Despite the speed superiority, the ConvNet features extracted by existing feature map-based methods are less discriminative than desired, because these methods extract features from only one RoI pooling layer after the Conv5 layer, that is, the coarsest convolutional layer. To enhance the discrimination capacity while retaining the high computation efficiency, we propose a MRoI pooling layer, which are made up of three RoI pooling layers, to exploit the finer and richer information from multiple convolutional layers than that available from a single layer.

The construction of MRoI is simple. As illustrated in Figure 2(c), we only need to simply add two extra RoI pooling layers, that is, and , behind the Conv3 and Conv4 layers, respectively. Note that the two extra RoI pooling layers are easy to insert in any pretrained CNNs, because we only need to slightly modify the corresponding configuration file, that is, by replicating the setting of behind the Conv3 and Conv4 layers. Therefore, our method can work in a “plug and play” solution.

4.2. ConvNet Feature Extraction with MRoI

For each landmark detected within an image, we extract its ConvNet feature based on MRoI in three steps:(S1)MRoI pooling at multiple convolutional layers: from each RoI pooling layer of MRoI, the RoI pooling feature corresponding to the detected landmark is first obtained. As described above, this RoI pooling feature is a multidimensional array of size . So it is then vectorized. We denote the vectorized RoI pooling features from a RoI pooling layer as , where .(S2)-normalizing MRoI features layer by layer. With this normalization, we observed an improvement in localization accuracy in our experiments. Its definition is as follows:(S3)Fusing normalized features across the MRoI layers. In order to improve the discrimination capacity of the final ConvNet feature, , we fuse the - features across the MRoI layers by concatenation:where means concatenation [34].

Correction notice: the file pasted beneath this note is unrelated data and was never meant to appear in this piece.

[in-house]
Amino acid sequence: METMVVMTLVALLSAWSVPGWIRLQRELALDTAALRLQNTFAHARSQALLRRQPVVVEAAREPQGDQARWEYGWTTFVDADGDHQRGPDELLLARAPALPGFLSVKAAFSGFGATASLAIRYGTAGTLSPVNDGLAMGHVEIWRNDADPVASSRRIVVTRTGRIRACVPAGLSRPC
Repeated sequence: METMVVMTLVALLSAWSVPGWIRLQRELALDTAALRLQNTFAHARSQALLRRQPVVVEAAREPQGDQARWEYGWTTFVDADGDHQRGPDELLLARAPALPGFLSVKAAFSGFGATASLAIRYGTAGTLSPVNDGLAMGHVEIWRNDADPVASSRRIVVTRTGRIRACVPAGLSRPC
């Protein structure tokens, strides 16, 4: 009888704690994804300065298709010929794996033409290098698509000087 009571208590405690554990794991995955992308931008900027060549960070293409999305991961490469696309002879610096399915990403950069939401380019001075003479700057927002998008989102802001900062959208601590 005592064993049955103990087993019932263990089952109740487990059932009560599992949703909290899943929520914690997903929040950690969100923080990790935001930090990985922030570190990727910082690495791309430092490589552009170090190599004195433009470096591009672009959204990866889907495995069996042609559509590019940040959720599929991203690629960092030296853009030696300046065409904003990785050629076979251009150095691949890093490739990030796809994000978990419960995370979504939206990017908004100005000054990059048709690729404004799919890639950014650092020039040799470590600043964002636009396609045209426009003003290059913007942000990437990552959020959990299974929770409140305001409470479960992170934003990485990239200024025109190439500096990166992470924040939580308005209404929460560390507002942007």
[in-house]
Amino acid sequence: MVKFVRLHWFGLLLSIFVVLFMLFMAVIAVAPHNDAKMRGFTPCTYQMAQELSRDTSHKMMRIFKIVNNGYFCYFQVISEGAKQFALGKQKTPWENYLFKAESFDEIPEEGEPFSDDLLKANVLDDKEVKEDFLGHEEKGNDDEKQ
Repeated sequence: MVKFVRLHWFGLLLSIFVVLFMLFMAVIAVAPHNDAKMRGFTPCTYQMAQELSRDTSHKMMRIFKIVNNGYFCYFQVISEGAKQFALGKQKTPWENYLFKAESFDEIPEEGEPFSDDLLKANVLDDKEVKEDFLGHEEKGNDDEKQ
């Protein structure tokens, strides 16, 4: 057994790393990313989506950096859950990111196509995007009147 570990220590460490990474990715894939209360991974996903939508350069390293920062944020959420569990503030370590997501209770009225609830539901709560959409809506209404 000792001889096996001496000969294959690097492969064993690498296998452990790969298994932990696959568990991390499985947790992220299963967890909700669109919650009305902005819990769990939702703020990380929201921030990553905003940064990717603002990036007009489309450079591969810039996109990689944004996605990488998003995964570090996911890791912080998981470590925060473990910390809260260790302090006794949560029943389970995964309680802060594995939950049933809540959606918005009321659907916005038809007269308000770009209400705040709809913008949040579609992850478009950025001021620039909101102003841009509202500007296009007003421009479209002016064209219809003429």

The ConvNet features of all detected landmarks are extracted as described above. Note that Steps  2 and 3 are considered to postprocess the output of MRoI layers obtained by Step  1.

5. Experimental Evaluation

To verify the effectiveness our proposed method, we performed experimental assessments on four datasets. In this section, the experimental setup is first provided from the aspects of testing datasets, compared methods, evaluation prototype, and evaluation metrics. Then, we will present experimental results with respect to the localization accuracy reflecting the discrimination capacity of extracted ConvNet features, the computational cost, and GPU memory efficiency.